Corneal blindness occurs when the transparent membrane that covers the front of the eye and acts as a lens becomes opaque and prevents the light from reaching the back of the eye, inhibiting vision. It can be solved with a transplant, but experts estimate that 12.7 million people are currently waiting for a cornea donation. These membranes are in short supply: for every 70 that are needed, only one is available. In view of this problem, especially in countries where there are fewer donations of human corneas due to limited infrastructure, a group of Swedish researchers tested corneas made from pig skin collagen in 20 people who needed transplants (all of them Iranian or Indian citizens; 14 of them were blind). After two years, they all showed improvement, and those who were blind could see again. Although more complex clinical trials are still necessary to validate the measure, the first test of this bioengineered corneal tissue has proven to be safe. The results of this pilot study were published in the Nature Biotechnology journal.
There is also a socioeconomic aspect to corneal blindness: one million new cases are diagnosed every year, but according to researchers, most are concentrated in low- and middle-income countries in Asia, Africa and the Middle East – precisely where it is most difficult to obtain a donated human cornea, due to endless “economic, cultural, technological, political and ethical barriers.” Finding an alternative to the human cornea transplant is key, the authors point out, to fighting keratoconus, a disease that weakens and thins the cornea, and which is the reason for most transplants.
In order to find an alternative to donated human cornea, the researchers bioengineered collagen, the main protein in the human cornea, as a raw material. “For an abundant yet sustainable and cost-effective supply of collagen, we used medical-grade collagen sourced from porcine skin, a purified byproduct from the food industry already used in FDA-approved medical devices for glaucoma surgery and as a wound dressing,” they explain in the article. Unlike the human corneas, which must be used in less than two weeks, bioengineered corneas can be stored for up to two years.
The researchers also used a much less invasive implant technique than the usual one, which requires surgical sutures and can only be done in large hospitals. “A less invasive method could be used in more hospitals, thereby helping more people. With our method, the surgeon doesn’t need to remove the patient’s own tissue. Instead, a small incision is made, through which the implant is inserted into the existing cornea,” Neil Lagali, professor at the Department of Biomedical and Clinical Sciences at Linköping University and one of the authors of the study, wrote in a press release.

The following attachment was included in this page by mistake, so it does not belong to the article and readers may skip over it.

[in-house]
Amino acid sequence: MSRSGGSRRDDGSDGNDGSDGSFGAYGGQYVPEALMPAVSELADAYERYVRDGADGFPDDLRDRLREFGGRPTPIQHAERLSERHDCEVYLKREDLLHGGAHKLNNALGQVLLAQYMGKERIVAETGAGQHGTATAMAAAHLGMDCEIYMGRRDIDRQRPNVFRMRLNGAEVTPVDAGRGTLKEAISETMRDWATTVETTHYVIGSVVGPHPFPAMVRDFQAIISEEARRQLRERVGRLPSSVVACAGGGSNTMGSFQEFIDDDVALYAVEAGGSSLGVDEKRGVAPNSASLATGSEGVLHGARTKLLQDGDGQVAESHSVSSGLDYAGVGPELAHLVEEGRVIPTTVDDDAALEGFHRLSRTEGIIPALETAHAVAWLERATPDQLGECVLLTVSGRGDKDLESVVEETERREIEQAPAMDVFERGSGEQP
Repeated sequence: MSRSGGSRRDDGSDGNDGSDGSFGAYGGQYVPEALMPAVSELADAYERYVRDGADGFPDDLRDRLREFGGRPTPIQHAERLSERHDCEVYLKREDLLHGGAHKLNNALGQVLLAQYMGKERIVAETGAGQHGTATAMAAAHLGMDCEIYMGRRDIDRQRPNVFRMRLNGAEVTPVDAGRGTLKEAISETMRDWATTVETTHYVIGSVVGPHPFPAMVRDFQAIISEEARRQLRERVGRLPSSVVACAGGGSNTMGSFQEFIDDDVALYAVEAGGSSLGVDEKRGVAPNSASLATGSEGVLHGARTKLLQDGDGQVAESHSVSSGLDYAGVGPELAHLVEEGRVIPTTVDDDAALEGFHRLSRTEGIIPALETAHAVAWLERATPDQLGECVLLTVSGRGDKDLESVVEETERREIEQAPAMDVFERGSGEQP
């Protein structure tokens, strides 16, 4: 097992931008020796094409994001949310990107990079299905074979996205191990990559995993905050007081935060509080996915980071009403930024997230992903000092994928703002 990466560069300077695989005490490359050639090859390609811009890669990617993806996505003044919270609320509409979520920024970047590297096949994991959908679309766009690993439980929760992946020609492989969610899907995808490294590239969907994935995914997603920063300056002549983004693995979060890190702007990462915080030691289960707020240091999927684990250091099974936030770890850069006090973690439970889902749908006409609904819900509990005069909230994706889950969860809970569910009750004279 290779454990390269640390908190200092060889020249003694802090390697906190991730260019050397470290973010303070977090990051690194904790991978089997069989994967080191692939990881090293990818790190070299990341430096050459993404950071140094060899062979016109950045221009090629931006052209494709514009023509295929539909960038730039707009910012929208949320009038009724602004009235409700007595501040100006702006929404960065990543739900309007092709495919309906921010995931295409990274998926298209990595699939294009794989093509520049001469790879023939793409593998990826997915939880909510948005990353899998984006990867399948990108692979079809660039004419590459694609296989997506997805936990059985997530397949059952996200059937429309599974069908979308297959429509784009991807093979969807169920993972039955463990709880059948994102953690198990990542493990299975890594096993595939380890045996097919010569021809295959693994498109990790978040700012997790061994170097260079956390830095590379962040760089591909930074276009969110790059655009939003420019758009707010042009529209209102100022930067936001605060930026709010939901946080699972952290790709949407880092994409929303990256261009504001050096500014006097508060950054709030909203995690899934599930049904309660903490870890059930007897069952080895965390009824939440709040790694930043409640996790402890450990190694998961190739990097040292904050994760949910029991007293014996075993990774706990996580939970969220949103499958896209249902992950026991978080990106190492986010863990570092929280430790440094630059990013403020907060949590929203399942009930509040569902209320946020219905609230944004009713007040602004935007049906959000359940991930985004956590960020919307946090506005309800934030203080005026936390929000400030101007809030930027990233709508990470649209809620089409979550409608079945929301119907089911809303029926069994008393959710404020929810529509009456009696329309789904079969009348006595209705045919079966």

During the two years in which the patients were monitored, no adverse effects or complications were observed. The results, the researchers point out, are similar to those of a human cornea transplant. Visual acuity improved; the tissue healed quickly and only eight weeks of immunosuppressive eye drops were needed to prevent the implant from being rejected. All the participants who were totally blind before the study partially or fully regained their sight.
“Safety and effectiveness of the bioengineered implants have been the core of our work,” said Mehrdad Rafat, CEO of LinkoCare Life Sciences AB, which manufactures the bioengineered corneas used in the study. “We’ve made significant efforts to ensure that our invention will be widely available and affordable by all and not just by the wealthy. That’s why this technology can be used in all parts of the world.”
Before reaching the market, this treatment will have to go through more tests to validate its effectiveness. “The results show that it is possible to develop a biomaterial that meets all the criteria for being used as human implants, which can be mass-produced and stored up to two years and thereby reach even more people with vision problems. This gets us around the problem of shortage of donated corneal tissue and access to other treatments for eye diseases,” explains Lagali.
The research published in Nature Biotechnology is a step towards ending the inequality in the access to corneal transplantation, but this is not the first time that attempts have been made to seek alternatives to donated human corneas: more than a decade ago, for example, Spanish researchers joined the race in search of artificial corneas made from the stem cells of a cornea extracted from a deceased donor. The fight against blindness is also taking place in the field of optogenetics, a gene therapy with photosensitive proteins that is already being tested in humans and has already managed to partially restore a person’s sight after 40 years of blindness. Research into the use of stem cells to cure vision loss also continues: preliminary studies have shown that grafting these cells into the retina does not cause rejection and allows incurable damage to be reversed.